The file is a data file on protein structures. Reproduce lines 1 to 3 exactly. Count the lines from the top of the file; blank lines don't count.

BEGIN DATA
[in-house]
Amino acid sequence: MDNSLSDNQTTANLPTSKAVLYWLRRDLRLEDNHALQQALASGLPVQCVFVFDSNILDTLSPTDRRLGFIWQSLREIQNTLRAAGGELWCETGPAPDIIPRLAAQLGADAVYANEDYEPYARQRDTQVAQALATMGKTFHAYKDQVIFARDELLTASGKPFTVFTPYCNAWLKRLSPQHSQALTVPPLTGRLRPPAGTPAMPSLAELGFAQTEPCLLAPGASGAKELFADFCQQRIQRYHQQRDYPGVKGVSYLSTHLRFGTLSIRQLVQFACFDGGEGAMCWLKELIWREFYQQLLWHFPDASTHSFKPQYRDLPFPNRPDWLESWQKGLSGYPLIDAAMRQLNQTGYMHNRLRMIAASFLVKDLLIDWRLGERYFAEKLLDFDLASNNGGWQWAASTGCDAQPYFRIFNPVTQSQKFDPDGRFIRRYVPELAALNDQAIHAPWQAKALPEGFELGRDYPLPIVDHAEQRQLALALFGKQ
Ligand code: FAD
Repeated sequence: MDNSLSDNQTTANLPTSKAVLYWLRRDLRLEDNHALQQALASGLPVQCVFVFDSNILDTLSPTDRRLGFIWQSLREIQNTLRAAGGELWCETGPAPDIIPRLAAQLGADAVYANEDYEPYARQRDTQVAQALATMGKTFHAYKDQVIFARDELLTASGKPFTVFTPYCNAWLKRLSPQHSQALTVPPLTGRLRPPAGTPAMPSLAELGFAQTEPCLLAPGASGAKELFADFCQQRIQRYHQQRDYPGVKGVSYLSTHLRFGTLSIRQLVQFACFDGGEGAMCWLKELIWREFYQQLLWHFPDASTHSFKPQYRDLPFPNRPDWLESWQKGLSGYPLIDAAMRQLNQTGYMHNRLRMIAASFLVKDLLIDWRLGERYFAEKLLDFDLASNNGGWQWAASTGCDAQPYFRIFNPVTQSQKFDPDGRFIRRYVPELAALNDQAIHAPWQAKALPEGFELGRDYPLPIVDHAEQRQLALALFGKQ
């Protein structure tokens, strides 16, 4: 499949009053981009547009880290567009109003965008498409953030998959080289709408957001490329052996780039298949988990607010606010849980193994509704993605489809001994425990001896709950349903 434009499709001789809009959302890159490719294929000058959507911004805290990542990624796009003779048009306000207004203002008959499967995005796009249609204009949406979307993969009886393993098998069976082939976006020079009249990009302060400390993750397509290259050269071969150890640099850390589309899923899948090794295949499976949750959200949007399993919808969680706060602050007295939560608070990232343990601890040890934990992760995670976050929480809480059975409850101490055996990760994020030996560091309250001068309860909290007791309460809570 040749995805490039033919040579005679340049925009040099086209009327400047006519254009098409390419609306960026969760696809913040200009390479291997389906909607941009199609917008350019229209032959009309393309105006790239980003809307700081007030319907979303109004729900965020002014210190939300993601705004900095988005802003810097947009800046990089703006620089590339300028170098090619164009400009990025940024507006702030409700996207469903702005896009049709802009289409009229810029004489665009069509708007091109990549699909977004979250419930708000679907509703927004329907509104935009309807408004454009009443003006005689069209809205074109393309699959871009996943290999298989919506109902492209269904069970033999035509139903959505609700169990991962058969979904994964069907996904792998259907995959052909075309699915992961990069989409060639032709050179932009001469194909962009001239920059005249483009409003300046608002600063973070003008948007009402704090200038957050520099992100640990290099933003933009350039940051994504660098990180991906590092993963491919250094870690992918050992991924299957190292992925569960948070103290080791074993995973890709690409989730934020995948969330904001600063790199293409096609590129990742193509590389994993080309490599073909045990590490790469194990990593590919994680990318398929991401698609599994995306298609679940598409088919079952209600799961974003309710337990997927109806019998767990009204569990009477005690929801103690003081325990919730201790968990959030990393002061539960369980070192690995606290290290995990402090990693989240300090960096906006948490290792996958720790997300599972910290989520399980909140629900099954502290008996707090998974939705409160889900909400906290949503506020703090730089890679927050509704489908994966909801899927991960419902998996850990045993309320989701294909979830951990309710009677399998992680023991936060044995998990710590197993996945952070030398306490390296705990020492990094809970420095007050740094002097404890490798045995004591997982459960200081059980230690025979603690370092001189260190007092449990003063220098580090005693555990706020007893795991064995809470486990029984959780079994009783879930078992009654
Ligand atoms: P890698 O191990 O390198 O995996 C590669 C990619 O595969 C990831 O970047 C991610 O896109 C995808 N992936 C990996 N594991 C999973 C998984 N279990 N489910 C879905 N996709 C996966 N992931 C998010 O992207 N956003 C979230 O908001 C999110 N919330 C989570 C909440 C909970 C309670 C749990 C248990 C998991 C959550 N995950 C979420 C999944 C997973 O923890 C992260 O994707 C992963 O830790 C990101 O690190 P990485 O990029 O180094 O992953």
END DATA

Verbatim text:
[in-house]
Amino acid sequence: MDNSLSDNQTTANLPTSKAVLYWLRRDLRLEDNHALQQALASGLPVQCVFVFDSNILDTLSPTDRRLGFIWQSLREIQNTLRAAGGELWCETGPAPDIIPRLAAQLGADAVYANEDYEPYARQRDTQVAQALATMGKTFHAYKDQVIFARDELLTASGKPFTVFTPYCNAWLKRLSPQHSQALTVPPLTGRLRPPAGTPAMPSLAELGFAQTEPCLLAPGASGAKELFADFCQQRIQRYHQQRDYPGVKGVSYLSTHLRFGTLSIRQLVQFACFDGGEGAMCWLKELIWREFYQQLLWHFPDASTHSFKPQYRDLPFPNRPDWLESWQKGLSGYPLIDAAMRQLNQTGYMHNRLRMIAASFLVKDLLIDWRLGERYFAEKLLDFDLASNNGGWQWAASTGCDAQPYFRIFNPVTQSQKFDPDGRFIRRYVPELAALNDQAIHAPWQAKALPEGFELGRDYPLPIVDHAEQRQLALALFGKQ
Ligand code: FAD